25. Domestic & International Crisis • The situations with Spain, the Indians and the British involvement in the fur trade caused protest • Spain gave bribes to settlers who quit the Union and moved to Canada or Florida • The British confiscated American cargo from ships (causing ruin for merchants) • Rebellion in the summer of 1794 • Farmers protested taxes put on whiskey (Whiskey Rebellion) • Washington established a federal army of 13,000 men and ordered the occupation of Pennsylvania • The Treaty of Greenville was a result of the American defeat of the Indian Confederacy • Twelve Indian nations ceded a large portion of territory to the United States

  26. Jay & Pickney’s Treaties • American occupation of the West encouraged Britain to compromise with the United States so that they could concentrate on defeating the French • Chief Justice John Jay met in London to arrange a settlement • Jay signed an agreement (Jay’s Treaty) that forced the British to withdraw from American territory • The treaty also limited American trade with the British • The treaty eventually made it to the public which stirred heated debate • The treaty was a symbol of American neutrality during war • The Jeffersonians were enraged over the treaty • Hamilton eventually ratified the agreement

  27. Washington’s Farewell Address ***He argued not for American isolation, but rather for American disinterest in the affairs of Europe.***

  28. Federalists and Jeffersonian Republicans

  29. The Rise of Political Parties • The election of 1796 established two primary political factions • Federalists(Federalism belief is a shared government) • Republicans (belief in limited government) • The two political factions had an important role in the presidential elections of 1796 • Partisan organization was strongest in the Middle states while political forces were weak in New England and the South • There was no party discipline (the new administration was divided)

  30. The Adams Presidency • Adams attempted to follow the examples of Washington • Retained most of Washington's appointees benefited from the tensions between France and the United States • French suspended relations with the U.S. after the Jay treaty • Adams sent an American delegation to France • The French demanded bribery before any negotiations could take place • The XYZ Affair confirmed the incident and outraged Americans • Adam's and the Federalists prepared the country for War • Fear of a French invasion soon declined after the British naval victory in 1798 • Quasi-War (undeclared naval war) between United States and France continued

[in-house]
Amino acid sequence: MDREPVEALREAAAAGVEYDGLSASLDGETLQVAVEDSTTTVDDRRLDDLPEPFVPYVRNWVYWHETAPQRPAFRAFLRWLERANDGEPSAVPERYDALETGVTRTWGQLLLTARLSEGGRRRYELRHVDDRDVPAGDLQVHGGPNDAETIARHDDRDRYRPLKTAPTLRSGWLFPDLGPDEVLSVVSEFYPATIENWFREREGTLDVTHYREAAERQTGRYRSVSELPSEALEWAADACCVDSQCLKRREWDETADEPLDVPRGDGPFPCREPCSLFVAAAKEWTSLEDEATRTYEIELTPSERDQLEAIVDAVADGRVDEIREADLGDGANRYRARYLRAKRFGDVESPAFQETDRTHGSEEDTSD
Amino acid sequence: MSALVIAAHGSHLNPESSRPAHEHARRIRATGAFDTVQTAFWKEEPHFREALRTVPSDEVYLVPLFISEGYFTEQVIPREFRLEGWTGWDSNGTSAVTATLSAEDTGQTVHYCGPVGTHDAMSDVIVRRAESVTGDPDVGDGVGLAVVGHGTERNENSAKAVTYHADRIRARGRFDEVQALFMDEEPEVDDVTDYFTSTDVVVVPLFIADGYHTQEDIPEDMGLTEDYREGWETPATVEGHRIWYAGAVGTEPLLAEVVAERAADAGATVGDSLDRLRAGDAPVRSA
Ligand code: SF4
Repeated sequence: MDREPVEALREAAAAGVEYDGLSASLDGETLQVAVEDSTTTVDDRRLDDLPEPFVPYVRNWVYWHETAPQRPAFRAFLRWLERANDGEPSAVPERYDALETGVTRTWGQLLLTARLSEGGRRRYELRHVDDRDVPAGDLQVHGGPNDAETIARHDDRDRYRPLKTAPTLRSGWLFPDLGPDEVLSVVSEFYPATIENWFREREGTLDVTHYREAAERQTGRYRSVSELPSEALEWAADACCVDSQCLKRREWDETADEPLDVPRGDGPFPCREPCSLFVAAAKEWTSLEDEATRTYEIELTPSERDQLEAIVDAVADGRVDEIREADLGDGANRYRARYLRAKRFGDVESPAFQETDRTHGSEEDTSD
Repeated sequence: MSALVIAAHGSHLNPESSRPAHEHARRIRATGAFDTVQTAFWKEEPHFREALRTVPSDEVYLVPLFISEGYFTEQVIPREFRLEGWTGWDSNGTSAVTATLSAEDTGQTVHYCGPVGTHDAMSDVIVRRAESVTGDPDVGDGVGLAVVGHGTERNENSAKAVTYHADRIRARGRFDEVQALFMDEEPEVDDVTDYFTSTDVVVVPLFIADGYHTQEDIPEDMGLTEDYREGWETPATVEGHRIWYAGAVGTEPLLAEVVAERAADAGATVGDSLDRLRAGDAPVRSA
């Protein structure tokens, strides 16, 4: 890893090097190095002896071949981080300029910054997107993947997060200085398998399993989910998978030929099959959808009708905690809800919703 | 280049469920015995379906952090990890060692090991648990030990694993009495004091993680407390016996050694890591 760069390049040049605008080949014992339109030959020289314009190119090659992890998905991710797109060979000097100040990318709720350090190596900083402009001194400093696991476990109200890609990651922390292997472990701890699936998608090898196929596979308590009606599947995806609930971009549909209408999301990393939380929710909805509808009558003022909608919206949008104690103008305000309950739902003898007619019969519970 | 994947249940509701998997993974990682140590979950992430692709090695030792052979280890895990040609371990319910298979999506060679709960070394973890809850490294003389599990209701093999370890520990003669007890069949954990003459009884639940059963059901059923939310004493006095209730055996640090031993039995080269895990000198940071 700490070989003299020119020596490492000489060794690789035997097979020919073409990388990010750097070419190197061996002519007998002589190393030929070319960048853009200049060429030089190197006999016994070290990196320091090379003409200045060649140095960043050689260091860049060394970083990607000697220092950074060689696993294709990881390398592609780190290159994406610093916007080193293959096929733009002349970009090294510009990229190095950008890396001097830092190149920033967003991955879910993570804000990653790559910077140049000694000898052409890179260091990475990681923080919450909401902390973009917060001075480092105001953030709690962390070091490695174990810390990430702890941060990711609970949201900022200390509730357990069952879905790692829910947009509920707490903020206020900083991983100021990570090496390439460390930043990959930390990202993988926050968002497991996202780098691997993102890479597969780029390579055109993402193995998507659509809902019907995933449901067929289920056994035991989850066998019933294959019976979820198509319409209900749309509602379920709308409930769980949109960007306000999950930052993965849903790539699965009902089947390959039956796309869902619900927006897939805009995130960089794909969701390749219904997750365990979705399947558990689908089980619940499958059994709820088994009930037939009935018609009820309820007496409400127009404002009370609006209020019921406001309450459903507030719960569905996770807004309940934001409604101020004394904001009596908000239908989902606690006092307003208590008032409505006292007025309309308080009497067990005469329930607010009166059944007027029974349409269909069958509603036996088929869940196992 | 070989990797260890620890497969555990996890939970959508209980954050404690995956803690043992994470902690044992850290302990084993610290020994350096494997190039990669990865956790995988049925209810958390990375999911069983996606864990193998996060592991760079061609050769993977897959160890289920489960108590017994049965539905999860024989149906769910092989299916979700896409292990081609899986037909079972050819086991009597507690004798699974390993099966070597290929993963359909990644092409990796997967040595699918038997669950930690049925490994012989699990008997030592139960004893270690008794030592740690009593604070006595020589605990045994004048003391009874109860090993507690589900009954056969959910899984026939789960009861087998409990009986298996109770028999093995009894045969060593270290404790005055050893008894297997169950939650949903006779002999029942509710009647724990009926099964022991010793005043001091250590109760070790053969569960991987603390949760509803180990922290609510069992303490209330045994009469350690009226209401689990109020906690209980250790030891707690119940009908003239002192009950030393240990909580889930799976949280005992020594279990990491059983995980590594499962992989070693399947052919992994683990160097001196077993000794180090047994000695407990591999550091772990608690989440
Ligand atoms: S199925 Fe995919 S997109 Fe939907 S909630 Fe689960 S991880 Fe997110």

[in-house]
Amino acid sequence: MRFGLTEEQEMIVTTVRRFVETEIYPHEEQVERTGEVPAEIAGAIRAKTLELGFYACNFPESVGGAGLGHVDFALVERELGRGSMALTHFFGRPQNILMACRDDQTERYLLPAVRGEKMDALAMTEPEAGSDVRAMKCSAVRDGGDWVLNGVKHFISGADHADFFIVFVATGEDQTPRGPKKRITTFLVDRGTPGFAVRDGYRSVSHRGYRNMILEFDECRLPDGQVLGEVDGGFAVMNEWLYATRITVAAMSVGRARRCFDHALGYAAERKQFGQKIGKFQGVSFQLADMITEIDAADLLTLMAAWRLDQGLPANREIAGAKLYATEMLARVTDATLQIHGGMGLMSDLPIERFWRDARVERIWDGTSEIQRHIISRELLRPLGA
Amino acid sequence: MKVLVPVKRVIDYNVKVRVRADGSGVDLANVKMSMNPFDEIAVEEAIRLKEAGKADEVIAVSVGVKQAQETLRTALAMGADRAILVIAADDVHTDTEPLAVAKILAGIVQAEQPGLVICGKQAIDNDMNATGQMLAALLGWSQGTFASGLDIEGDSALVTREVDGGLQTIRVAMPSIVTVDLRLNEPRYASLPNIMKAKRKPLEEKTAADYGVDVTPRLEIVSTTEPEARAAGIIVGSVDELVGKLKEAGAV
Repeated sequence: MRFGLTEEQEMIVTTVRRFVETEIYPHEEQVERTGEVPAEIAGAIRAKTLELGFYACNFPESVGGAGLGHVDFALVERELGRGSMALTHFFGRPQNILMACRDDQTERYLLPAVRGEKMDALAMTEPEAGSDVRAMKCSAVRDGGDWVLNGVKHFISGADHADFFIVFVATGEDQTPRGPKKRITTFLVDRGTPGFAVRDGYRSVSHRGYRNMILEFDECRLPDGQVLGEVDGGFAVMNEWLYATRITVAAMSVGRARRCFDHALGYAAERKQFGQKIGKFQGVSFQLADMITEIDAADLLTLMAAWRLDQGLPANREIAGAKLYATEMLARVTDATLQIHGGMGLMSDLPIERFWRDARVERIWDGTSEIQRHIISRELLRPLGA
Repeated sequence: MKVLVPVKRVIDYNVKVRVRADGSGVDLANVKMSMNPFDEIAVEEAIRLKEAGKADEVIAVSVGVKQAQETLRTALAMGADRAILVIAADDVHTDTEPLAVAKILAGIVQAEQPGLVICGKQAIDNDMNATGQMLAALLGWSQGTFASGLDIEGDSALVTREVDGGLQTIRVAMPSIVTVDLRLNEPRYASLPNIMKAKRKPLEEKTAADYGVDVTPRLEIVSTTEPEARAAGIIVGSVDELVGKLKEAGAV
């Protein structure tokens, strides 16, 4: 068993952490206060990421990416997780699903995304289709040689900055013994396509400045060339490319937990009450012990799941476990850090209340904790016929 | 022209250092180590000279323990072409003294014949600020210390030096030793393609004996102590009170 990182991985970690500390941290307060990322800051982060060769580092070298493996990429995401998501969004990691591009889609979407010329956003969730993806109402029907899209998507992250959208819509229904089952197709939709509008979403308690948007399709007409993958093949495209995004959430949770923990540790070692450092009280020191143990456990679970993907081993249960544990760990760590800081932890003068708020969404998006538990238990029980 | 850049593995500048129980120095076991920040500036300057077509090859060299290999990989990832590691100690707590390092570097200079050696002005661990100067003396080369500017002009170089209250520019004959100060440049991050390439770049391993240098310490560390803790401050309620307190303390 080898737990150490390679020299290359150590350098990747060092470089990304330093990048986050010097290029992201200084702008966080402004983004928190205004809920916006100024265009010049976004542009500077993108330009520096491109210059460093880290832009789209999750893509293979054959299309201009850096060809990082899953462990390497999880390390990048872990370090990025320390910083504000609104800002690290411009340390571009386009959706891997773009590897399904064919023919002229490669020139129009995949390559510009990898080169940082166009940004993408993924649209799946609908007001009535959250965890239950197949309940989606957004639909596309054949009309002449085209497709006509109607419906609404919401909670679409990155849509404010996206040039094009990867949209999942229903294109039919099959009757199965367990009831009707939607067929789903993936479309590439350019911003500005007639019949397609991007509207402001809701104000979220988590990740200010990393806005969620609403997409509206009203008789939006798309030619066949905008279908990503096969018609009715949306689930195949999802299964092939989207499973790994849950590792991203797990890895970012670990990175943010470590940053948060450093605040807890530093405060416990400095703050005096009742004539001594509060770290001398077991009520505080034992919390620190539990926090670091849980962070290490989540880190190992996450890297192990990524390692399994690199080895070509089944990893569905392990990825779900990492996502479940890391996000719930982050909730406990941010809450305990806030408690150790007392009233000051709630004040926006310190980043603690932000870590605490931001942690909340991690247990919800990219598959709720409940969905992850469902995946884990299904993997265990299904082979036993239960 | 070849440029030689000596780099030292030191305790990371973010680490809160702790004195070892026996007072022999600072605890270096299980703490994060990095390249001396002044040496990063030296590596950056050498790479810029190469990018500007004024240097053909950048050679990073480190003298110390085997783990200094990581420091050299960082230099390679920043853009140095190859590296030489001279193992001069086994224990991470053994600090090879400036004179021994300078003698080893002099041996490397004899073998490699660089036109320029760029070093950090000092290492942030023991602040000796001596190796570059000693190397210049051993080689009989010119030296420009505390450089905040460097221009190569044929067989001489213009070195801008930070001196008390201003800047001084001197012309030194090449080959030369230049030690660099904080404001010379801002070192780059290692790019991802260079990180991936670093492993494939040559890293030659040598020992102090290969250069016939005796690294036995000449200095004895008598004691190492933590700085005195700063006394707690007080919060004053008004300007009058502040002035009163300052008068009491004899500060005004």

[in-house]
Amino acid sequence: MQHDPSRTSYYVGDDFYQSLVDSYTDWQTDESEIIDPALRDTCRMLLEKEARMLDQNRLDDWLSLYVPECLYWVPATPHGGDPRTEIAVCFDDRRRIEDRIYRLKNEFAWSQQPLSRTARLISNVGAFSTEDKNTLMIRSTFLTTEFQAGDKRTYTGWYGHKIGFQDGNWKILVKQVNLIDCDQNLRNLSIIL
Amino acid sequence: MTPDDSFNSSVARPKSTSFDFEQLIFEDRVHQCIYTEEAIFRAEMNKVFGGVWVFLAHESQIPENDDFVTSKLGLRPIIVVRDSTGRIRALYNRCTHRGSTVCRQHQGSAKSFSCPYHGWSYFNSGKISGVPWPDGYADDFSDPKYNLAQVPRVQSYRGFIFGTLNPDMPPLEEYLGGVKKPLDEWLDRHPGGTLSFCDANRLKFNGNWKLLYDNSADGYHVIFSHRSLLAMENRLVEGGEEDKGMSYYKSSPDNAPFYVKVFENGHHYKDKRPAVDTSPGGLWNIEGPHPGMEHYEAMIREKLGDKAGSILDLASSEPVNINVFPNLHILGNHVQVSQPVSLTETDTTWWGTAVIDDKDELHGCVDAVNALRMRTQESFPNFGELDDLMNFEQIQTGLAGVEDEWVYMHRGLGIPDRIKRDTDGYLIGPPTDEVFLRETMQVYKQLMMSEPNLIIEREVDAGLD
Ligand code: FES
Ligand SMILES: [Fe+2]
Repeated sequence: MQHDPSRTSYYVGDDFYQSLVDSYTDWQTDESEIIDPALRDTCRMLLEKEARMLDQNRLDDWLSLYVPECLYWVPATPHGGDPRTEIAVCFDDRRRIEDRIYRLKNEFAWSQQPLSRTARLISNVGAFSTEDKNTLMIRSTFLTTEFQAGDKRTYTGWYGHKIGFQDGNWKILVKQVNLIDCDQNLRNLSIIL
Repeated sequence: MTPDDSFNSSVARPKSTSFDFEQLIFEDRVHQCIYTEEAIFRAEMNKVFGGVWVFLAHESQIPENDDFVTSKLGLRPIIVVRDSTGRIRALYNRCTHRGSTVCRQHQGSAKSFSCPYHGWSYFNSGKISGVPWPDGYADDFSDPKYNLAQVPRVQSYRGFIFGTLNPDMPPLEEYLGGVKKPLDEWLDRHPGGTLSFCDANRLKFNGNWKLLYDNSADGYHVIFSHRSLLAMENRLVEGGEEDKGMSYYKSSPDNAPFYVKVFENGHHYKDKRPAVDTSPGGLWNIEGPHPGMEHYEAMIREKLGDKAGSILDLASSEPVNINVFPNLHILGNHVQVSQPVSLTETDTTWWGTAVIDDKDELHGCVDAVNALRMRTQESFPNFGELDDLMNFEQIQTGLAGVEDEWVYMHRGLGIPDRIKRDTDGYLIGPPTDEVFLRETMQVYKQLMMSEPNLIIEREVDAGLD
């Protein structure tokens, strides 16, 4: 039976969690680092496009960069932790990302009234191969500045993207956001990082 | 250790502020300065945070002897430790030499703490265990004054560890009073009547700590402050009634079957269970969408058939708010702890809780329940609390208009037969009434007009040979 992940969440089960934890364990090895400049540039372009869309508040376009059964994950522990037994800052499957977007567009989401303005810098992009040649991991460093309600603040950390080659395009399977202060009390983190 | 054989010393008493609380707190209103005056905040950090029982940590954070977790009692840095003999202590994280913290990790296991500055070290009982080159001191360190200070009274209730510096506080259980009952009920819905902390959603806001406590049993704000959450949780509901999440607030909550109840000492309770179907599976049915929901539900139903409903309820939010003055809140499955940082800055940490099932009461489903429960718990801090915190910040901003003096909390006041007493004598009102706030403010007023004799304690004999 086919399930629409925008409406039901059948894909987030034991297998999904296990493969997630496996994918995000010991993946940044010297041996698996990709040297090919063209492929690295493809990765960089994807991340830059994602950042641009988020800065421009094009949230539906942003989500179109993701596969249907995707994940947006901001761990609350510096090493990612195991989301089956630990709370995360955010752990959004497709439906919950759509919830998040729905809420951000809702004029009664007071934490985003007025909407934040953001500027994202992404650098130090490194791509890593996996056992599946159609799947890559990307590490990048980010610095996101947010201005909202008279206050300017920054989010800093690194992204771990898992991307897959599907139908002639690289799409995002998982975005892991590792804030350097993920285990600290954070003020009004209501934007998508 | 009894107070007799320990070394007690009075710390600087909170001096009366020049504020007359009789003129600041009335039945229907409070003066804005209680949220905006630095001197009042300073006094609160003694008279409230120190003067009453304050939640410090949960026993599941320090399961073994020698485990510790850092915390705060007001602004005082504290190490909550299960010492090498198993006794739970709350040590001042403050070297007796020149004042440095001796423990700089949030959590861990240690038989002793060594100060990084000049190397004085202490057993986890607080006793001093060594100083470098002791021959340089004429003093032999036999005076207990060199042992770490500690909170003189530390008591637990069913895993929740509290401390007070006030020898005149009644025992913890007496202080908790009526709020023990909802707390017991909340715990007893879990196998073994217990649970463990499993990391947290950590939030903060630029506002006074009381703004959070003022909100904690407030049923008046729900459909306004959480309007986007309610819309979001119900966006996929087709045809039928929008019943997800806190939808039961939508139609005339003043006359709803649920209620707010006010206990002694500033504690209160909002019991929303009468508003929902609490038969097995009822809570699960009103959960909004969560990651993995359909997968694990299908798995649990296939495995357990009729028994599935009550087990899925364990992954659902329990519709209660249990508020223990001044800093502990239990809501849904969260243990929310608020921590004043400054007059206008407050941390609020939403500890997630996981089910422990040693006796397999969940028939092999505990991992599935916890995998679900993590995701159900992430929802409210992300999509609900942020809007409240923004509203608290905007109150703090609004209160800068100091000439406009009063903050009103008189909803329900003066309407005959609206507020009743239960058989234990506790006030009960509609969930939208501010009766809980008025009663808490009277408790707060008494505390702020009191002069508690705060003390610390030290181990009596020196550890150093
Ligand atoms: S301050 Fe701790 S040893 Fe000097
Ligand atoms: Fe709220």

31. The Alien and Sedition Acts • Congress passed acts that severely limited freedom of speech and press and threatened foreign liberty in the U.S. • Naturalization Act extended period of residence required for U.S. citizenship • Alien Actand Alien Enemies Act authorized the imprisonment or deportation of suspected aliens during wartime • Sedition Act provided heavy fines and imprisonment for anyone speaking or writing against the government • Federalists used these acts to defeat the Republicans • Republicans opposed acts

  32. The Revolution of 1800 • Alien and Sedition Acts overthrown by Jeffersonian Republicans • Adam's presidential term coming to end • Federalists were divided • French wanted to settle dispute with United States • Adam's accepted the settlement but angered Federalists • With the Federalists divided the Jeff. Republicans took over the state governments of Pennsylvania and New York • The presidential campaign of 1800 was the first with two parties • Jeff. Republicans favored state rights and liberty • Federalistswere divided between a strong central government and public order

  33. Democratic Political Culture • Custom of celebrating Independence Day first took place in Philadelphia • 1800 Fourth of July was the nation's most important holiday • Increase in suffrage • Women, minorities and a portion of free men were excluded from voting • Increased competition between the Federalists and Republicans • promoted a universal white manhood suffrage • caused an increase in turn out at polls in all states

  34. Rise & Glory of America

  35. American Artists • First American artist Benjamin West achieved prominence in Europe with his paintings of his native Pennsylvania • John Singleton Copley (Loyalist) famous for his portrait of Samuel Adams • Charles Wilson Peale famous for his wartime propaganda and a portrait of Washington

  36. Benjamin West

  37. John Singleton Copley